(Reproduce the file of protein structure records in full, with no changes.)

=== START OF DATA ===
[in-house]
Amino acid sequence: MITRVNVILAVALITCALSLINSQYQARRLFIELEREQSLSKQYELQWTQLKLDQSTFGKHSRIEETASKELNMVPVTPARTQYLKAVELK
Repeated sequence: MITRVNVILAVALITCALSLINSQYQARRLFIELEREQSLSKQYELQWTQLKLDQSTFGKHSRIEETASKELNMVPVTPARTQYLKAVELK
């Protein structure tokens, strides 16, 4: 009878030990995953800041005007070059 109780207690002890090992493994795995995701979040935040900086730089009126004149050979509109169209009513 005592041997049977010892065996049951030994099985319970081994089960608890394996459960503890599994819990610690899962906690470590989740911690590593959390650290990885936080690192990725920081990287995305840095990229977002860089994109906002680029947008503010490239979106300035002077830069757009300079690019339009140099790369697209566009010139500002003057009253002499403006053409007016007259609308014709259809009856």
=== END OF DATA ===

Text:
[in-house]
Amino acid sequence: MITRVNVILAVALITCALSLINSQYQARRLFIELEREQSLSKQYELQWTQLKLDQSTFGKHSRIEETASKELNMVPVTPARTQYLKAVELK
Repeated sequence: MITRVNVILAVALITCALSLINSQYQARRLFIELEREQSLSKQYELQWTQLKLDQSTFGKHSRIEETASKELNMVPVTPARTQYLKAVELK
């Protein structure tokens, strides 16, 4: 009878030990995953800041005007070059 109780207690002890090992493994795995995701979040935040900086730089009126004149050979509109169209009513 005592041997049977010892065996049951030994099985319970081994089960608890394996459960503890599994819990610690899962906690470590989740911690590593959390650290990885936080690192990725920081990287995305840095990229977002860089994109906002680029947008503010490239979106300035002077830069757009300079690019339009140099790369697209566009010139500002003057009253002499403006053409007016007259609308014709259809009856």